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Moe FonerMoe Foner
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Session:         Page of 592

We spent a day going through there, and he's showing us files of how they did this and what they did. And I remained in touch with --

Q:

Back in '59.

Foner:

This is back in --

Q:

Well, '60, '61.

Foner:

--'59.

Q:

'59.

Foner:

And I became close. We constantly were on the phone. So we squared the circle.

Q:

Throughout there was a dispute within 1199 and the national union about whether or not we would be more appropriately merged with SEIU or AFSCME. Why did you feel that we had more of a kinship with SEIU?

Foner:

Well, I'll explain that, but the dispute, we became something that people were bargaining for. They were making all kinds of offers. Like SEIU said, “You can have this,” AFSCME would come with something better, “You don't have to pay dues for so many years.” They were dealing with a large possible membership. And it was clear to me that we had more in common with SEIU because they organized nonprofit hospitals, where AFSCME had city hospitals everyplace.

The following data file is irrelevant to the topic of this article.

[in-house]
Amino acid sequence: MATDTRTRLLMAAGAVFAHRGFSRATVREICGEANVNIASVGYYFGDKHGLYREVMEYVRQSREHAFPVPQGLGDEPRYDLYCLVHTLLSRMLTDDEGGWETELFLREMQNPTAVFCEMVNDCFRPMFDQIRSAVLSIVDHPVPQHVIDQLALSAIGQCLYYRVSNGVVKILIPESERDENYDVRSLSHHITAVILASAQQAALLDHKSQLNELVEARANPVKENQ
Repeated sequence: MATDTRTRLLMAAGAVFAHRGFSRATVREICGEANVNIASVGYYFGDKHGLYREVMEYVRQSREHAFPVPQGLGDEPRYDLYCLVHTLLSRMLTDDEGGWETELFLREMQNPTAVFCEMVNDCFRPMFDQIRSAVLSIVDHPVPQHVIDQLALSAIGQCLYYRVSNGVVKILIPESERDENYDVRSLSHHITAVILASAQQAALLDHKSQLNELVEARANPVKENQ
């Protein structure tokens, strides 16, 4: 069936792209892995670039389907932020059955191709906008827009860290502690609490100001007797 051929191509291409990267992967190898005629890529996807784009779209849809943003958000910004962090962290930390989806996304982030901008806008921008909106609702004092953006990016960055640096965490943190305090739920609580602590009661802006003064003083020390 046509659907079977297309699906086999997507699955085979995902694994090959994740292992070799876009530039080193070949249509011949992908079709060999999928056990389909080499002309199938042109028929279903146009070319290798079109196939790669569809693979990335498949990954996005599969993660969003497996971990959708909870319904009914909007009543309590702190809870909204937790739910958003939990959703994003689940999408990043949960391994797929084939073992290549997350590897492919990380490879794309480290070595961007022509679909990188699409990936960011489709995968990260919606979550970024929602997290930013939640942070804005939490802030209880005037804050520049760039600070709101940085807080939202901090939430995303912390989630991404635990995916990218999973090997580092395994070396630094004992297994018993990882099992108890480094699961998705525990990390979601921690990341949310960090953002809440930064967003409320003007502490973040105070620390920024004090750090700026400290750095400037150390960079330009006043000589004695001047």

Q:

SEIU was in the private sector, AFSCME was in the public.

Foner:

Right. Nonprofits, and they were in the city hospitals. We also thought that they were more in tune with us than AFSCME was in terms of their overall philosophy.

Q:

In what way?

Foner:

Well, we'd had difficulties with Victor Gotbaum.

Q:

Former president of AFSCME's District 37.

Foner:

One of their largest locals. So we felt that we belonged with SEIU. Most of the officers did. Then we had a ballot, a secret ballot, where members would vote where they would go, because 1199, we were paralyzed there. Remember, there were attempts made to take us over and take away -- Al Heaps, president of International, take away our --

Q:

President of the RWDSU.





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